How To Grow Tomatoes

Tomatoes are not only one of the most popular foods in the world, but are among the healthiest as well. Many people enjoy growing their own tomatoes in their gardens considering that homegrown tomatoes are highly nutritious and flavorful right off the vine. One tomato plant can produce up to 10 pounds of fruit and there are different varieties of tomatoes to grow. Watering tomato plants frequently is very important for a bountiful harvest and healthy plants.

Conditions for Planting

When planting tomatoes, there are three major conditions to consider. A good location with Sunshine is essential. Next, the soil needs to be prepared at least two weeks before planting the tomato seeds. The best way to prepare soil is to dig it and add natural compost and organic matter and frequent watering for moisture. The third condition to consider is temperature because tomatoes cannot withstand frost and cold. When the weather gets cold, the plants should be covered. The temperature of the soil must stay above 10 degrees Celsius or 50 degree Fahrenheit. It is recommended that the best time to sow tomato seeds is late March or early April or 4 weeks after the last appearance of frost.

Planting the Seeds

Tomato seeds can be planted directly into the ground or sown indoors. Many people find that sowing indoors is the easiest and promising method, depending on preference and climate.

Tomatoes rely on warm weather conditions and grow best when the soil is above 60 degrees F. After the soil is prepare, dig holes that are about 1 inch deep and place 2 seeds in each hole and cover with the soil again. Water the soil enough that it becomes very moist and when the plant begins to grow up to about 7 inches in height, you may want to tie the stem to a support stake with twine.

Tomato Seedling Emerging
Tomato Seedling Emerging

Sowing seeds indoors tends to have a higher growth rate which is why many gardeners use this method. Fill containers that are about 3 inches deep below the rim with a seed starting mix, moisten the mix and let it drain. Plant one or two seeds per pot and cover the seeds with compost or potting mix and moisten lightly. You should place the container in a warm and dry location where the plants will not experience any drafts.

In about 7-10 days, the seedlings will begin to grow whether they are planted outdoors or indoors. For indoor plants, the containers should move to a place that gets a lot of light, but not direct sunlight. A windowsill is a very good location if the sunlight is blocked to prevent burning leaves. The roots of the indoor plants will begin to grow out of the bottom of the container within 4 weeks after planting. At this point, you should transfer the tomato seedlings to larger individual pots that are 5 inches deep.

Transplanting Pots

When the seedlings have their second set of “true leaves,” it is time to transplant them to larger individual pots that are filled with potting mix, moistened and drained. To transplant the seedlings, remove them by

Tomato Seedling True Leaves
Tomato Seedling True Leaves

squeezing the sides of the pots and turning them upside down. The soil ball needs to be pulled apart to separate the root-balls of the seedlings from one another very gently. The seedlings should be planted in the new containers with holes poked in the mix. Make sure the mix is firm around the seedling and water it quickly. These pots should be placed in bright light, but not direct sunlight. You should feed the seedlings each week with fertilizer and water frequently without overly watering them.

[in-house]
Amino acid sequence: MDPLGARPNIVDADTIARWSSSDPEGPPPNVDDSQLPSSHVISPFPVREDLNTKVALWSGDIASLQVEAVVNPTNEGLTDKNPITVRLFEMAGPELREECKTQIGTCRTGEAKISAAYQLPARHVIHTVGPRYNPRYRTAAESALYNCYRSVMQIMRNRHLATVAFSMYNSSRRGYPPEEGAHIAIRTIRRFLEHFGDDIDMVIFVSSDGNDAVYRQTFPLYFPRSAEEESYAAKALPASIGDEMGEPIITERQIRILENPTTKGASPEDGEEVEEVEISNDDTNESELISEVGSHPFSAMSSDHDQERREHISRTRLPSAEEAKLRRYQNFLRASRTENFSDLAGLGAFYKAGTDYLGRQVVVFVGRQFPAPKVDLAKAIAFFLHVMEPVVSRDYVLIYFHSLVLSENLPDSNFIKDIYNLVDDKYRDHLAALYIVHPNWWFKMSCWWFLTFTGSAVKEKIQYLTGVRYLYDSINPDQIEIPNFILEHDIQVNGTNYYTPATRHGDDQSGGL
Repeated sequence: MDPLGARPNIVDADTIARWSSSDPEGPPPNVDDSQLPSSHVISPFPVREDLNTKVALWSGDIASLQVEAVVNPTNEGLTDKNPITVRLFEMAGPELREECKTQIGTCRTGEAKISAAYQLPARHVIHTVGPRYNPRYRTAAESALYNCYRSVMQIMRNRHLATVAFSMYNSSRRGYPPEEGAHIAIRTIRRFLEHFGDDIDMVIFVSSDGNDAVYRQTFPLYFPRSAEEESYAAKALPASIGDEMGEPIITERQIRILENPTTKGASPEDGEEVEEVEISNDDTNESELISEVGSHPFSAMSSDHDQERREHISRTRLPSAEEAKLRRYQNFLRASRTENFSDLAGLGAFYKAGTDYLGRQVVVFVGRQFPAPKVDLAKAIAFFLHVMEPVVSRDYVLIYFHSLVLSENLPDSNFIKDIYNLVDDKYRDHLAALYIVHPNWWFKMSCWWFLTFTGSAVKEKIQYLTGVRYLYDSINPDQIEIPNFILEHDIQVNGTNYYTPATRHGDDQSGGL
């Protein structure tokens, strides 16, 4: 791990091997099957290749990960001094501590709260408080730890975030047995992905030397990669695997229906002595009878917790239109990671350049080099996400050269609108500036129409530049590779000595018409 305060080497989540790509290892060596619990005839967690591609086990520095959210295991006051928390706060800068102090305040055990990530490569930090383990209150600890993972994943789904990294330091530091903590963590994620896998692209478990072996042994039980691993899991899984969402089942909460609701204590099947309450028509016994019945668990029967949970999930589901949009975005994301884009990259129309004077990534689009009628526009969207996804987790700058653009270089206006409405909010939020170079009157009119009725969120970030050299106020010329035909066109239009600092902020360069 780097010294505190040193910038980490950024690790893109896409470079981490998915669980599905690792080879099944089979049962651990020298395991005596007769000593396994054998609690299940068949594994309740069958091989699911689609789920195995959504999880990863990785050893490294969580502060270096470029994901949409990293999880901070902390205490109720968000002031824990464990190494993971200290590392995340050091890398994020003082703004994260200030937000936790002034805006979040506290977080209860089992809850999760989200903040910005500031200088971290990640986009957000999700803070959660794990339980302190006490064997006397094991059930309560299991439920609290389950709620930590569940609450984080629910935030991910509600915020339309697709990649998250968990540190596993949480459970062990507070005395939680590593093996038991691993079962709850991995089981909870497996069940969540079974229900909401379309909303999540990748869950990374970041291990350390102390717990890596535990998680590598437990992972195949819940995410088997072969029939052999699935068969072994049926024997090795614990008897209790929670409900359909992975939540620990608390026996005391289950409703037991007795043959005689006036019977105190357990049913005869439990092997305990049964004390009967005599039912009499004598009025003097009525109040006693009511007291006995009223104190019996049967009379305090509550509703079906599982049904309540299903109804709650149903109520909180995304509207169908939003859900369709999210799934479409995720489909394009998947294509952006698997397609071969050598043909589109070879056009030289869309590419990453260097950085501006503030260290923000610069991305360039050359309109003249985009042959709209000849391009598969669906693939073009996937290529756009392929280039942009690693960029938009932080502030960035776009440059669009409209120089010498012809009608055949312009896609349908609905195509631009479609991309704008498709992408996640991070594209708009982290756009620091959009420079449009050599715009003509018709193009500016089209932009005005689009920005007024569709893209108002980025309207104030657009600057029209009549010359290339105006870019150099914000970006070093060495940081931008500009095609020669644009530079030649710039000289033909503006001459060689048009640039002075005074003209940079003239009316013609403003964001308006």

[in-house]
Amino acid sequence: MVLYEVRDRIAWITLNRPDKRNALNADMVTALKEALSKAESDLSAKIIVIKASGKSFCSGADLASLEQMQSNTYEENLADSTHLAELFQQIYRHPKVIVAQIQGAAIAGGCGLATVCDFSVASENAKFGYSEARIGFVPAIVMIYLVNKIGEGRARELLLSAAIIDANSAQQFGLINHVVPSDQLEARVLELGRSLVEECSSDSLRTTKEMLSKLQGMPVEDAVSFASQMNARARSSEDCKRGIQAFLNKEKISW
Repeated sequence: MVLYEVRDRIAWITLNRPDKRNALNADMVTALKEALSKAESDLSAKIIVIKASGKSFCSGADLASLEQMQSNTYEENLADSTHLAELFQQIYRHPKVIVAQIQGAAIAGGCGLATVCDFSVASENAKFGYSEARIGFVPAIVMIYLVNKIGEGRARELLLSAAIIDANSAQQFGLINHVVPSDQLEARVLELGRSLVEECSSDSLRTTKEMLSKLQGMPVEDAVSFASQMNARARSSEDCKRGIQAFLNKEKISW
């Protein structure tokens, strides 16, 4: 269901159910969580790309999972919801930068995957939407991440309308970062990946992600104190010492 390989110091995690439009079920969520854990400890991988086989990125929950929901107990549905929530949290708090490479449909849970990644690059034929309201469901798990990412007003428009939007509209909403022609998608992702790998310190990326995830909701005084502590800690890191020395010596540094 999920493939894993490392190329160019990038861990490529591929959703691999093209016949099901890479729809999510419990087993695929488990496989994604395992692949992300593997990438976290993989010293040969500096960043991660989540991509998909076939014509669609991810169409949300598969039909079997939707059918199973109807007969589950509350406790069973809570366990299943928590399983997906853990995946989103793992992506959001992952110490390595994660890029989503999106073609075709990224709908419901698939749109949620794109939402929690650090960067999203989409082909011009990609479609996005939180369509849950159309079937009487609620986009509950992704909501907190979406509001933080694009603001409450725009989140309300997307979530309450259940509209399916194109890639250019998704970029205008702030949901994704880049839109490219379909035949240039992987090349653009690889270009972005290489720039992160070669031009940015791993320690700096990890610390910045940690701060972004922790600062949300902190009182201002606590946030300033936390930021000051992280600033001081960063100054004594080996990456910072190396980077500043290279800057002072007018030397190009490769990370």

The tomato plants will be ready to transplant outside after 7 weeks of growing or when they’ve reached 6-7 inches in height. But first, they should be “hardened” by taking the plants outside during the day and gradually for long hours until ready to be left overnight.

To transplant, holes must be dug in the ground in a location that has a lot of light. The plants should be set 12 to 24 inches apart depending on the variety and should be planted deeply. When transplanting, do not disturb the roots and place the plant in the hole and fill with more soil. You may also loosely tie the stem of the plant to a stake with twine for added support or use cages for protection. Support stakes and cages should not harm the roots. Plants should be fertilized on a regular basis and watered frequently to avoid dryness, cracking and splitting of the fruits.

Pruning and Harvesting Tomato Plants

Pruning is important to maintain healthy plants. Tomato bush plants, or determinate varieties, do not need much pruning but dead yellow leaves should be clipped to prevent decay. Upright tomato plants, or indeterminate varieties, will require pruning when you first notice the fruits beginning to form. At this point, the plant will have small shoots or suckers in between the leaf stems and main stem.

The best amount of trusses to keep on your plant is 8-9 and you can remove the others. To remove these shoots, pinch them with your fingers because most of these do not produce tomato fruits. Some of them can remain to add shade. Once your plant has 8-9 trusses, you can break the growing tip of the plant for more growth.

When tomatoes are ripe enough with good color and are beginning to soften, you may pick them so your plant produces more tomatoes and you can enjoy the fruit eating

To ensure a successful harvest, always water the plants, control the temperatures and maintain any pest problems. Tomatoes have plenty of health benefits and are one of the easiest vegetables to grow in a garden.